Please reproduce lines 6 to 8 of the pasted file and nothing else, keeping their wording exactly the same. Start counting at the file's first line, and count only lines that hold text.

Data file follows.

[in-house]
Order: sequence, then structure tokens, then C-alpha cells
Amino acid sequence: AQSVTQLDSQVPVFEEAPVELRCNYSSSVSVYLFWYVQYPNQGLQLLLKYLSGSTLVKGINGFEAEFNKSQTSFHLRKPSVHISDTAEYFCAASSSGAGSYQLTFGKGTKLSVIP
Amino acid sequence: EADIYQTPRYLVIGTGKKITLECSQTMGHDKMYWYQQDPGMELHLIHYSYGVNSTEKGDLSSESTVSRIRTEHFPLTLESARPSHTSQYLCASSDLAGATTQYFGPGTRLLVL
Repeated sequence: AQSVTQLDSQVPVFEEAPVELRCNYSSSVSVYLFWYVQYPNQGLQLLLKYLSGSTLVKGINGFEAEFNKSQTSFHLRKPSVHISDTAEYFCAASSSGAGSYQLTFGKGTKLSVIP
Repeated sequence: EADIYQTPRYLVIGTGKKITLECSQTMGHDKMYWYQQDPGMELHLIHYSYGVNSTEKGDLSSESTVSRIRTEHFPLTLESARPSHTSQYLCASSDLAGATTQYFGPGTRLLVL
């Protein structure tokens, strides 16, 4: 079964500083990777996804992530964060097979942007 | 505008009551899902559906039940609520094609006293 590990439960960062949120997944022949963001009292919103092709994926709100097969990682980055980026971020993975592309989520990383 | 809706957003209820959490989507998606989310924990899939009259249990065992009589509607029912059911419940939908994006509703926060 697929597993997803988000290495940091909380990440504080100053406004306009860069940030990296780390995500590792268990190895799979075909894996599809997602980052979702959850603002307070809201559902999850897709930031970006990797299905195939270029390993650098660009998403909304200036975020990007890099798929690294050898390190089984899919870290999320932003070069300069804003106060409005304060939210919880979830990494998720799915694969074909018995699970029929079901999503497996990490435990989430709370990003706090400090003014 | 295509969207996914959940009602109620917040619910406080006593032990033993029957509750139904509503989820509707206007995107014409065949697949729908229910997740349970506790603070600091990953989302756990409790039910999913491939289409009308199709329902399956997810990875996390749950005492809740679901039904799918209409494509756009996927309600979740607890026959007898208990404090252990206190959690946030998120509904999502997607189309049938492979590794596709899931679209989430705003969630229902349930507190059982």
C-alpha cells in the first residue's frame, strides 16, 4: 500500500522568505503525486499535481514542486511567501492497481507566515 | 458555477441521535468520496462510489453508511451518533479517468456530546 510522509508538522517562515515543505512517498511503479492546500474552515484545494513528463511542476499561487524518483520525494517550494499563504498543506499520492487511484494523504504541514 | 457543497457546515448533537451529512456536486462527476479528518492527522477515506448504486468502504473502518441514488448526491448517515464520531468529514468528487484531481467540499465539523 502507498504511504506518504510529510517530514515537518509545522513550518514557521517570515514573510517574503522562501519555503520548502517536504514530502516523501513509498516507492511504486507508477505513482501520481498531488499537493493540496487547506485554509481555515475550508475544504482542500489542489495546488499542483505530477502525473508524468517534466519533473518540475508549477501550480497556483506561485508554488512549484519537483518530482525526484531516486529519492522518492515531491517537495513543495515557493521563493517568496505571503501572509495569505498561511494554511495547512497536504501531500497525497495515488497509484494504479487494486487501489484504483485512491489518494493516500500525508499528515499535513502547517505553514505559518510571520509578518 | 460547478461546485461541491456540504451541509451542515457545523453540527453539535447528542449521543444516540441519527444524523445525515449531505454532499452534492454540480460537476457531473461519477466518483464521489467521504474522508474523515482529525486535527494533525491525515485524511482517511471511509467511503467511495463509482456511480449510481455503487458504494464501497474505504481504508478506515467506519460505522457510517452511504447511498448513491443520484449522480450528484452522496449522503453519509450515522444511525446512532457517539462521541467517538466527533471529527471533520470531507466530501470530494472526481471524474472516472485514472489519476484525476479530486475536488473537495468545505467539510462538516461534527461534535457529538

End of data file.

Repeated sequence: EADIYQTPRYLVIGTGKKITLECSQTMGHDKMYWYQQDPGMELHLIHYSYGVNSTEKGDLSSESTVSRIRTEHFPLTLESARPSHTSQYLCASSDLAGATTQYFGPGTRLLVL
């Protein structure tokens, strides 16, 4: 079964500083990777996804992530964060097979942007 | 505008009551899902559906039940609520094609006293 590990439960960062949120997944022949963001009292919103092709994926709100097969990682980055980026971020993975592309989520990383 | 809706957003209820959490989507998606989310924990899939009259249990065992009589509607029912059911419940939908994006509703926060 697929597993997803988000290495940091909380990440504080100053406004306009860069940030990296780390995500590792268990190895799979075909894996599809997602980052979702959850603002307070809201559902999850897709930031970006990797299905195939270029390993650098660009998403909304200036975020990007890099798929690294050898390190089984899919870290999320932003070069300069804003106060409005304060939210919880979830990494998720799915694969074909018995699970029929079901999503497996990490435990989430709370990003706090400090003014 | 295509969207996914959940009602109620917040619910406080006593032990033993029957509750139904509503989820509707206007995107014409065949697949729908229910997740349970506790603070600091990953989302756990409790039910999913491939289409009308199709329902399956997810990875996390749950005492809740679901039904799918209409494509756009996927309600979740607890026959007898208990404090252990206190959690946030998120509904999502997607189309049938492979590794596709899931679209989430705003969630229902349930507190059982």
C-alpha cells in the first residue's frame, strides 16, 4: 500500500522568505503525486499535481514542486511567501492497481507566515 | 458555477441521535468520496462510489453508511451518533479517468456530546 510522509508538522517562515515543505512517498511503479492546500474552515484545494513528463511542476499561487524518483520525494517550494499563504498543506499520492487511484494523504504541514 | 457543497457546515448533537451529512456536486462527476479528518492527522477515506448504486468502504473502518441514488448526491448517515464520531468529514468528487484531481467540499465539523 502507498504511504506518504510529510517530514515537518509545522513550518514557521517570515514573510517574503522562501519555503520548502517536504514530502516523501513509498516507492511504486507508477505513482501520481498531488499537493493540496487547506485554509481555515475550508475544504482542500489542489495546488499542483505530477502525473508524468517534466519533473518540475508549477501550480497556483506561485508554488512549484519537483518530482525526484531516486529519492522518492515531491517537495513543495515557493521563493517568496505571503501572509495569505498561511494554511495547512497536504501531500497525497495515488497509484494504479487494486487501489484504483485512491489518494493516500500525508499528515499535513502547517505553514505559518510571520509578518 | 460547478461546485461541491456540504451541509451542515457545523453540527453539535447528542449521543444516540441519527444524523445525515449531505454532499452534492454540480460537476457531473461519477466518483464521489467521504474522508474523515482529525486535527494533525491525515485524511482517511471511509467511503467511495463509482456511480449510481455503487458504494464501497474505504481504508478506515467506519460505522457510517452511504447511498448513491443520484449522480450528484452522496449522503453519509450515522444511525446512532457517539462521541467517538466527533471529527471533520470531507466530501470530494472526481471524474472516472485514472489519476484525476479530486475536488473537495468545505467539510462538516461534527461534535457529538